Julian Fellowes captured one or two quarrels between the couple in his feature film, which suggested Victoria’s capacity for overreaction and irrational behavior—but it seems this is the norm in the world of BBC. It’s a rare moment when Victoria and Albert aren’t in a tiff over something.

I guess this confused me because I had never thought of their marriage being particularly tumultuous. After doing some research of my own, it seems like there might actually be something to this portrayal of constant conflict. Granted, some of these articles give only cursory (and potentially sensationalized) glances at the facts, but it made me wonder. Either the movie glosses over reality, or the show over-dramatizes reality, because the two depictions of Victoria are not entirely compatible.

What this comes back to is the responsibility that a person assumes when he or she decides to write about a historical figure.

Obviously historical fiction/elaboration is not inherently unethical, but it holds the power to either baptize or demonize a figure of the past.

But I think the best thing we can do is humanize them.

Of course some figures have nobler legacies than others, but even the best and the worst of them were still human. When you’re telling stories about real people, the goal shouldn’t be to glamorize them beyond reason, and it shouldn’t be to simply state the cold, hard facts—that’s what documentaries are for. If you’re going to get creative with someone’s biography, it’s best to do so in a way that brings them down to earth or speculatively fleshes out their personality. Because no matter what other information might be missing, we know they were humans… and so is your audience.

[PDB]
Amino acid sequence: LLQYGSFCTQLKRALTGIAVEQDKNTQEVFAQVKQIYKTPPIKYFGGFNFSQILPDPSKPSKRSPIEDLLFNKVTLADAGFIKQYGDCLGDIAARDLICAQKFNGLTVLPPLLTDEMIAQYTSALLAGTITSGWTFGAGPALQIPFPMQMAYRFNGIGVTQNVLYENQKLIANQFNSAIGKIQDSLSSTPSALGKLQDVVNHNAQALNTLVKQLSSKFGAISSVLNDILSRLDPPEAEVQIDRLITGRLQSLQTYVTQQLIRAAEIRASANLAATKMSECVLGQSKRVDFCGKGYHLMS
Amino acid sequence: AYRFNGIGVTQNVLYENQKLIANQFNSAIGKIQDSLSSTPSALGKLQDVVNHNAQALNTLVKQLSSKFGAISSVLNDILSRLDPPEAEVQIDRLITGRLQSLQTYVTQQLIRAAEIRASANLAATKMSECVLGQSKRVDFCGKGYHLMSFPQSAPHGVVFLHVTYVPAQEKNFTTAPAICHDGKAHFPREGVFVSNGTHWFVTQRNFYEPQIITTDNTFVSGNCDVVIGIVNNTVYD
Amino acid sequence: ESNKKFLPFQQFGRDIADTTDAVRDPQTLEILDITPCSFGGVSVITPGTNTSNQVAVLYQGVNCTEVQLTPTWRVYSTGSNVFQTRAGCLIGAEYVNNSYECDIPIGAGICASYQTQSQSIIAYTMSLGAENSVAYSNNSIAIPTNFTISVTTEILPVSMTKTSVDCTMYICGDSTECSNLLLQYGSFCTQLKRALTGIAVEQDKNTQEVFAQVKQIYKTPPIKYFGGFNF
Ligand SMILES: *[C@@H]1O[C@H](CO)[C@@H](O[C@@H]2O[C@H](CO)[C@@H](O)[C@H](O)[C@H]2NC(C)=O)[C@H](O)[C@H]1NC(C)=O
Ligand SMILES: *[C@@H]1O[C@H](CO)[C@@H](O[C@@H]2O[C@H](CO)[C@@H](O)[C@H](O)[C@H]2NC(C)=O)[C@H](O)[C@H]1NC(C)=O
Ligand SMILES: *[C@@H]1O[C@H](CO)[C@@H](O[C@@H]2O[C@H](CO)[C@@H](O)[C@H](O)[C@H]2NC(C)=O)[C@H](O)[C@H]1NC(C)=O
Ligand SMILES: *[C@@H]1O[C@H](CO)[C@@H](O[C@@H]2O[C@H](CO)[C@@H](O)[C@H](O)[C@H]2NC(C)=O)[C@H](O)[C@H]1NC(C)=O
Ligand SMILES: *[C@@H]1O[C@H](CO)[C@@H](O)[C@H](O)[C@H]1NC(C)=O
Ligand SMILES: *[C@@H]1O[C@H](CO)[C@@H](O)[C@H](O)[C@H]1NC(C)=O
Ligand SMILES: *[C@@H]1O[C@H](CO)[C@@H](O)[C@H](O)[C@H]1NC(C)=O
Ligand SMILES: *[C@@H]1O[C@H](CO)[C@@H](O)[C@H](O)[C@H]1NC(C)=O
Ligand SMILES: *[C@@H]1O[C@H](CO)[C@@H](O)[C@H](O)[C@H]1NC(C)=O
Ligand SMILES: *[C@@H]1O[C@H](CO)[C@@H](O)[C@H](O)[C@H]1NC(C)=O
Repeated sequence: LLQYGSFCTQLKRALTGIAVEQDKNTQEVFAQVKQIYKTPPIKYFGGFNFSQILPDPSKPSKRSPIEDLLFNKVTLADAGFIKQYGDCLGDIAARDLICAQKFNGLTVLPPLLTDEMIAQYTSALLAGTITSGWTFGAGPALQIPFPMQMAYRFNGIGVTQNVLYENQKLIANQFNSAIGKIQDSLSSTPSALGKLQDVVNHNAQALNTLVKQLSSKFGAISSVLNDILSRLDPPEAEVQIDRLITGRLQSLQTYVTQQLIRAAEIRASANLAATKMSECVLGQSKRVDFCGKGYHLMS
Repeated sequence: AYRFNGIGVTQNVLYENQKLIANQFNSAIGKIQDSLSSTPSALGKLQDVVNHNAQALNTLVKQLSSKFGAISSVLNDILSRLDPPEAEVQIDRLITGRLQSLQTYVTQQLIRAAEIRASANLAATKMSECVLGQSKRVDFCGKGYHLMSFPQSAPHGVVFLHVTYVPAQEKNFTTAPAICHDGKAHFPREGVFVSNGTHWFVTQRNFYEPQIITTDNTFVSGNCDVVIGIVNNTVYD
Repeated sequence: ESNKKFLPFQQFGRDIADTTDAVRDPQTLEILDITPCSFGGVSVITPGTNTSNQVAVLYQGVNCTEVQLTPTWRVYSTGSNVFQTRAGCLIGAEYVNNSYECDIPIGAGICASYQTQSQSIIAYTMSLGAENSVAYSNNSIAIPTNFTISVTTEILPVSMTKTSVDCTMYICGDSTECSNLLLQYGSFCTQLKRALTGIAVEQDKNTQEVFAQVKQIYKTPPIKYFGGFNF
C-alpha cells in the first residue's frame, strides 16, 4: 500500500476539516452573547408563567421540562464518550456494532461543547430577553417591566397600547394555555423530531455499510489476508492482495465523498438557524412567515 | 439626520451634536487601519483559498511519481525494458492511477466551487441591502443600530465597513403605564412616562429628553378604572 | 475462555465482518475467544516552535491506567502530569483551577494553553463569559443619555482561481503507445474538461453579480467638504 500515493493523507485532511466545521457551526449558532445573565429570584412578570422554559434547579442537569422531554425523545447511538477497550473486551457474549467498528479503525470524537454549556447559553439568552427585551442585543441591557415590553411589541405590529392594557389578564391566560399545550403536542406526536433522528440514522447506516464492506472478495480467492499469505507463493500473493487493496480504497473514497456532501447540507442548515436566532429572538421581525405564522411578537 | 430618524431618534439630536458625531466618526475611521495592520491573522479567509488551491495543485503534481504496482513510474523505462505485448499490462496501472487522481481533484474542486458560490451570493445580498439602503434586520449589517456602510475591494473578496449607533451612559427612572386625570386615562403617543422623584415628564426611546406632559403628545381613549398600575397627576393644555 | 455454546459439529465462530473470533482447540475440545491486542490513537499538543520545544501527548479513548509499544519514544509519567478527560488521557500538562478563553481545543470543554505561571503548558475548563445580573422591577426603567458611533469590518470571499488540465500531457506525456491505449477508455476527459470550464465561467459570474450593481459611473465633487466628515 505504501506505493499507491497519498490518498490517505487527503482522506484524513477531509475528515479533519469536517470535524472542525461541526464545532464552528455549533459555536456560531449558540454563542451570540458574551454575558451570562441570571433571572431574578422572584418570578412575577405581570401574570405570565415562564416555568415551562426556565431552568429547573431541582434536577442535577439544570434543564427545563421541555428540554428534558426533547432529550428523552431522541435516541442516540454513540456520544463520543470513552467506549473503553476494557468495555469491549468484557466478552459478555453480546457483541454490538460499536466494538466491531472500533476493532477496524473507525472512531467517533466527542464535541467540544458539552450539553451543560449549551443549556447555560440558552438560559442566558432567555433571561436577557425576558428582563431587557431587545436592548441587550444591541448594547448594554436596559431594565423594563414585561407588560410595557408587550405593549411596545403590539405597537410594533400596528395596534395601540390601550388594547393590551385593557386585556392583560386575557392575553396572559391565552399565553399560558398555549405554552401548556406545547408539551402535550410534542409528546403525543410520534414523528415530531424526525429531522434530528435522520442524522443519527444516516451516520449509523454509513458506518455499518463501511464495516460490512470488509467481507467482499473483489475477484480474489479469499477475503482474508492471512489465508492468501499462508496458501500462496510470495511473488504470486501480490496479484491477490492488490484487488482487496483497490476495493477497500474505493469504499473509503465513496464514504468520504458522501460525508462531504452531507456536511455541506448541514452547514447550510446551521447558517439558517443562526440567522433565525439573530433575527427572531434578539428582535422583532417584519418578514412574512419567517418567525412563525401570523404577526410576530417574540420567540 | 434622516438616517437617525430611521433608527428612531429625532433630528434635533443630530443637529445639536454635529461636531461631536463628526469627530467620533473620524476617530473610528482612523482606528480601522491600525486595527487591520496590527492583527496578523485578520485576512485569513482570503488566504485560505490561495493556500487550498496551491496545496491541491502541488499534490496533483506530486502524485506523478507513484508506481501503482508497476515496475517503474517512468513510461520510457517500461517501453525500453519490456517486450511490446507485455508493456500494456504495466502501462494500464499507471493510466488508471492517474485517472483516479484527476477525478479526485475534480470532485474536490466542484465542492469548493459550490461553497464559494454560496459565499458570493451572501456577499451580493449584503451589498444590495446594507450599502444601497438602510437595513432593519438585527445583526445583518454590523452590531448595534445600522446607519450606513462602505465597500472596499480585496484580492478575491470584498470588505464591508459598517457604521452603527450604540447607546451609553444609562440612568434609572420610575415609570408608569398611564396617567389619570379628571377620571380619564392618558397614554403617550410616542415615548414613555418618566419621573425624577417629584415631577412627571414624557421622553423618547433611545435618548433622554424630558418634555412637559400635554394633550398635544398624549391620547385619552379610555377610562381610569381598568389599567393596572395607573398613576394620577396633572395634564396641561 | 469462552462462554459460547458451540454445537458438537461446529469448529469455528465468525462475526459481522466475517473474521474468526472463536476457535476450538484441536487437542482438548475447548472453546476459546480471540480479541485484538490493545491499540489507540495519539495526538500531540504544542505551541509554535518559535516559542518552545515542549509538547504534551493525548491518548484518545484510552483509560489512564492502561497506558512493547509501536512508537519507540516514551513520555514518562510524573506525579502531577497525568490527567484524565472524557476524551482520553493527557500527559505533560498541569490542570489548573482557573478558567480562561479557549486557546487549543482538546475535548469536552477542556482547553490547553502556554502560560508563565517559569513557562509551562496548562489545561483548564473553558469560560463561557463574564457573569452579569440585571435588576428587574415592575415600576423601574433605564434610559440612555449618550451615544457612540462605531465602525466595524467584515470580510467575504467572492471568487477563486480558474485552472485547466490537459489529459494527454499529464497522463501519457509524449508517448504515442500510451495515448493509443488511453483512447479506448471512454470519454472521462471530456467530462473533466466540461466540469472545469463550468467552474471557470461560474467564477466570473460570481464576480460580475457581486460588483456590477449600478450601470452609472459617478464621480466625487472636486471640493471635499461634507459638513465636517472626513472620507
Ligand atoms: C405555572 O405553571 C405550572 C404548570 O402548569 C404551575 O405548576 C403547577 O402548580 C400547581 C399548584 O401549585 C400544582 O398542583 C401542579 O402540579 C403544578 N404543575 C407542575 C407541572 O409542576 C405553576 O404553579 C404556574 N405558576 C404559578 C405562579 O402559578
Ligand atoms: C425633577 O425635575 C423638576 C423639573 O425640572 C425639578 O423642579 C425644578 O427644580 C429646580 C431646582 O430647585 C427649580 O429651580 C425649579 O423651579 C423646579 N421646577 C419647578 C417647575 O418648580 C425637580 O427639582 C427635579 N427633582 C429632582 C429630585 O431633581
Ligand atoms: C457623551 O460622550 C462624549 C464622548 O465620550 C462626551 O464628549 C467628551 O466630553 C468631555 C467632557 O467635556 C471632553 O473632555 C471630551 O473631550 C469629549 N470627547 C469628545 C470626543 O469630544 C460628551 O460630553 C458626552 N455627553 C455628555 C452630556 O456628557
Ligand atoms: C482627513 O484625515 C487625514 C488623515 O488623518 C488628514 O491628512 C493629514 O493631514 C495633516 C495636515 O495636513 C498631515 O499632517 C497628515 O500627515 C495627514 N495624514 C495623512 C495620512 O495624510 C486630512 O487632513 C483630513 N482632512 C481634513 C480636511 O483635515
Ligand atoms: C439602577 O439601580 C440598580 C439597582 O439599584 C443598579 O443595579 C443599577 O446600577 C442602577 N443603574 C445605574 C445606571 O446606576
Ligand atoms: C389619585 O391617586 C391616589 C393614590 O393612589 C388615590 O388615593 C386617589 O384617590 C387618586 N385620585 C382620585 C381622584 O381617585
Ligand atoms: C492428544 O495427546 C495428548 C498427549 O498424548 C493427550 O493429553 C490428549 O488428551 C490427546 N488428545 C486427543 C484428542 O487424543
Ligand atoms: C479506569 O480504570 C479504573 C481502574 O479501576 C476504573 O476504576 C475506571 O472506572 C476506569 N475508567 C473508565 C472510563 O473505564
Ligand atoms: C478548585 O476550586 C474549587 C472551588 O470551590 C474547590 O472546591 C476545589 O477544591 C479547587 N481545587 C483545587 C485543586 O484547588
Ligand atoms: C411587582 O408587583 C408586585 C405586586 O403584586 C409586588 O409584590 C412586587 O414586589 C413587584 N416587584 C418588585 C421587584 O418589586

What the Author Hoped You Wouldn’t Notice

It’s funny how much of an author’s character we read into his works.

We’ve all done it, and often with good reason.

Knowing Mark Twain believed in racial equality helps us understand The Adventures of Huckleberry Finn as a satire.

Knowing Arthur Miller’s purpose in writing The Crucible enables us to view the play primarily as a political statement—not as the religious commentary of a Puritan-hater.

Awareness of Edgar Allan Poe’s traumatic loss of both his mother and his wife to tuberculosis casts an informative light on his morose poems and stories—especially those involving the deaths of young women.

But what happens if you reverse the process?

That is, what can you infer about a writer’s character from his or her stories?

This is a dangerous question.

Not that it’s always invalid. If you know your classics, you’d call this an Aristotelian approach, as opposed to a Platonic one. (And no, I do not mean Platonic in the non-romantic sense of the word!)

Here’s a little logic lesson: